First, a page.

Secretive Company Says It Could Be 'Mining' the Moon by 2020

Image: Screen shot via collectSPACE/YouTube
Image: Screen shot via collectSPACE/YouTube

For years, private space company Moon Express has touted its grand ambitions of one day mining the moon for delicious resources that do not include cheese. After years of secrecy, today, the company stepped out of the shadows talk about just how it plans to achieve its lofty goals—apparently, it’s aiming to set up a lunar outpost on the Moon as early as 2020. That sounds like a tight timeline, because it is.

According to Ars Technica, the company plans to send a series of missions to the Moon over the next few years, three of which it claims to have funding for—Lunar Scout, Lunar Outpost, and Harvest Moon. The first mission is set to launch at the end of this year, in which an MX-1 spacecraft will launch aboard Rocketlab’s Electron launch vehicle. Subsequent missions are planned for 2019 and 2020, when the company hopes to start returning lunar samples to Earth.

Moon Express is especially keen on mining iron ore, precious metals, and perhaps most importantly water, which space enthusiasts are interested in turning into rocket fuel. Moon Express is interested in turning that rocket fuel into money, because obviously.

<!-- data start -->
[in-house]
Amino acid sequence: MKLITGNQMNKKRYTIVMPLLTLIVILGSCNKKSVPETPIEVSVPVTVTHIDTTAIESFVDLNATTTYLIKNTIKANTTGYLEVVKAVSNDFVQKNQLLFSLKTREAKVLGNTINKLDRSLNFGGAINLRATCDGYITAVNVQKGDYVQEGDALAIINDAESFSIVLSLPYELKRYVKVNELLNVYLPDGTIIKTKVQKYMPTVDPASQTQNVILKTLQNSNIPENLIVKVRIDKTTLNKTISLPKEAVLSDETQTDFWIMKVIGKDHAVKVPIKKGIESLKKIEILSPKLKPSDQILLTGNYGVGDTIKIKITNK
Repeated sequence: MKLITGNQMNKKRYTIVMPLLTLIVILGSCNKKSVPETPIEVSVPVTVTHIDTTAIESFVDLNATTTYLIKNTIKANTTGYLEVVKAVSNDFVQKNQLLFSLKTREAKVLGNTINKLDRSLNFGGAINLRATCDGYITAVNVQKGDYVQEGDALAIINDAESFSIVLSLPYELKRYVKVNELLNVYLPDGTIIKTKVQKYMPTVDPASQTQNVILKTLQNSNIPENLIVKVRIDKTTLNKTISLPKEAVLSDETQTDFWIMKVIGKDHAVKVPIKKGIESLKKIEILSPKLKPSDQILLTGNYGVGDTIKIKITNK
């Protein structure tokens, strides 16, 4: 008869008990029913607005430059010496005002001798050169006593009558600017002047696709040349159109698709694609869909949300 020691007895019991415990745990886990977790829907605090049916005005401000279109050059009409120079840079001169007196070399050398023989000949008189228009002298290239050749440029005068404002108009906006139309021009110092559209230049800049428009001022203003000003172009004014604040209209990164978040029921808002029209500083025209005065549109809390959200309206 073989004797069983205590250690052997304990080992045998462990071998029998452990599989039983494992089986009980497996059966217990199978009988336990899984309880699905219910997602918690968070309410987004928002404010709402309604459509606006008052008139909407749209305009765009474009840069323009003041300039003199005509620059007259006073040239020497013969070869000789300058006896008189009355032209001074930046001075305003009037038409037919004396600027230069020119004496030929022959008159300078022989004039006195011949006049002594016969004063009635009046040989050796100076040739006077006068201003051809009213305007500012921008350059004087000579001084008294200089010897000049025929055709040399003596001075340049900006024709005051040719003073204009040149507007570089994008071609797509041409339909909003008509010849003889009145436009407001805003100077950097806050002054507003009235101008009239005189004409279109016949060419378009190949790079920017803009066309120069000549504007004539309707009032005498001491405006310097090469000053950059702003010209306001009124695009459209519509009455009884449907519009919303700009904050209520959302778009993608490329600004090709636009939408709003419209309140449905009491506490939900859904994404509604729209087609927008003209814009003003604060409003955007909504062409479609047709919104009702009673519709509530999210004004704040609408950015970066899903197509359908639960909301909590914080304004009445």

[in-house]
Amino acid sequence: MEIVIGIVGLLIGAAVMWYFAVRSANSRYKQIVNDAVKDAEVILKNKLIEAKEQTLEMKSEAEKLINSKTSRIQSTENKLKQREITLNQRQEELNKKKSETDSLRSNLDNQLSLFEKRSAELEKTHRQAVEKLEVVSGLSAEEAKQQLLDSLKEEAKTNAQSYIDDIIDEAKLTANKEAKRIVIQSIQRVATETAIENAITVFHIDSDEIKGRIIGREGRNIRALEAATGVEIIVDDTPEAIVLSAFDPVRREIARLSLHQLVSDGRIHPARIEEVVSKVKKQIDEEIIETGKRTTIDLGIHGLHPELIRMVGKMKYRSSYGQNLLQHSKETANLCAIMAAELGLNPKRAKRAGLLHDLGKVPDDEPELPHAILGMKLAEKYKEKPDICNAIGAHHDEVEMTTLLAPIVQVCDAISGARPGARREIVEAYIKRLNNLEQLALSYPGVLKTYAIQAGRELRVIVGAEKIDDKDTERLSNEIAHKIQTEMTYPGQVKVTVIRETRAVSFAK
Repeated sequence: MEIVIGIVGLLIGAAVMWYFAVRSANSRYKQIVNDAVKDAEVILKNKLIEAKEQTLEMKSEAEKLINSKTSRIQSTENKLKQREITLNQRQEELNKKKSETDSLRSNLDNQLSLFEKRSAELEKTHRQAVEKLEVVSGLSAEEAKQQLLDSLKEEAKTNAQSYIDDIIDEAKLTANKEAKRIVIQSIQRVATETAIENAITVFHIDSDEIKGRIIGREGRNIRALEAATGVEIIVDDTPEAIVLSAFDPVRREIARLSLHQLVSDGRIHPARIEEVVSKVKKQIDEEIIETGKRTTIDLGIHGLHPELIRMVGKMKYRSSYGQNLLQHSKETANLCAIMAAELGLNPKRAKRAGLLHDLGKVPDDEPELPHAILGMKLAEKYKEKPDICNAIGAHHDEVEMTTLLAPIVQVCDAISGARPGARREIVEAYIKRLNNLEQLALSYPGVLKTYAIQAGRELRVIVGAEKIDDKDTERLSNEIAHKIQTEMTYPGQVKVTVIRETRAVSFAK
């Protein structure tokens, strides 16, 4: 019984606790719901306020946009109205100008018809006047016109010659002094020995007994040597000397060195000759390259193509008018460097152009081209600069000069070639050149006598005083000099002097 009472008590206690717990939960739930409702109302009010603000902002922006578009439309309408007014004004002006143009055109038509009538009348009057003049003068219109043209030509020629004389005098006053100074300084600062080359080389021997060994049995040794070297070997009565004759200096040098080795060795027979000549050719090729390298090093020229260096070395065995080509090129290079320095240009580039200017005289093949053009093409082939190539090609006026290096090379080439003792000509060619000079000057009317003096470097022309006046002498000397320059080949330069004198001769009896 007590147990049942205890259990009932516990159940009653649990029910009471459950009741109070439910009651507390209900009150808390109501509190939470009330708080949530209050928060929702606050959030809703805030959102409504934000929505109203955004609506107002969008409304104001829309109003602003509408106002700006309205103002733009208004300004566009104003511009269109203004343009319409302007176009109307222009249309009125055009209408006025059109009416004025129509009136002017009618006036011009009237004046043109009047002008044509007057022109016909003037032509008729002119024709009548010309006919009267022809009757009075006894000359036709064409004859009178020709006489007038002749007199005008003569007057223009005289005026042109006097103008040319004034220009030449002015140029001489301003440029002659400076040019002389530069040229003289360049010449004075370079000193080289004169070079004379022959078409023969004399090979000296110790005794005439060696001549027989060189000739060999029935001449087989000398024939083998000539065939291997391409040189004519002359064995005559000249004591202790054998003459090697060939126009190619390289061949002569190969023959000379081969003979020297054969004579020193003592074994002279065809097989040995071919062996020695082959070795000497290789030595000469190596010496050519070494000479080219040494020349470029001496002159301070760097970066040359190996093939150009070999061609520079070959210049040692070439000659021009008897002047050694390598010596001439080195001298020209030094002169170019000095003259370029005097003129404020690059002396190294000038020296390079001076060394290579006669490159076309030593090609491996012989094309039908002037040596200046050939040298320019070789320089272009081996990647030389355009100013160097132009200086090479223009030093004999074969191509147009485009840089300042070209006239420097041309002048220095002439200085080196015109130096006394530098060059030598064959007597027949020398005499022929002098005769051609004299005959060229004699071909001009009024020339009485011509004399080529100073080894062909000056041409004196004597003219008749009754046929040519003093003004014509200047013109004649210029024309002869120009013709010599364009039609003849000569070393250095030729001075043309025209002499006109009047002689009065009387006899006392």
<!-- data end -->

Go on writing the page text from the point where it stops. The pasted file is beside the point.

In less than a decade, the Florida-based company has outgrown its original ambition of winning Google’s $20 million Lunar XPRIZE competition. While Moon Express is still very much in the running to land on the Moon in late 2017 and get that cash, at this point, it’s expanded into something far greater than a single mission to the Moon.

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If Moon Express is successful, it could be the first private company to land on the Moon. Whether it’ll succeed in setting up a lunar mining apparatus in three years remains to be seen. As always, ad astra.

[Ars Technica]

Space Writer, Gizmodo

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DISCUSSION

GregEganist
GregEganist

Landing on the Moon to refuel? They don’t seem to realize how rockets work. You don’t roll to a stop at a gas station, stick a hose into a gas cap, and drive off again. Once a space mission is underway, it’s vastly harder to slow down, land, and take off again than it is to just keep going. Rockets don’t drive, they coast.

As for space minerals, please. We live on a planet where you just dig them out of the ground. Those Planetary Resources people who talk about asteroids made of platinum have to compete with steam shovels in South Africa. The Moon has never even had the kind of hydrothermal ore formation that the Earth has in abundance.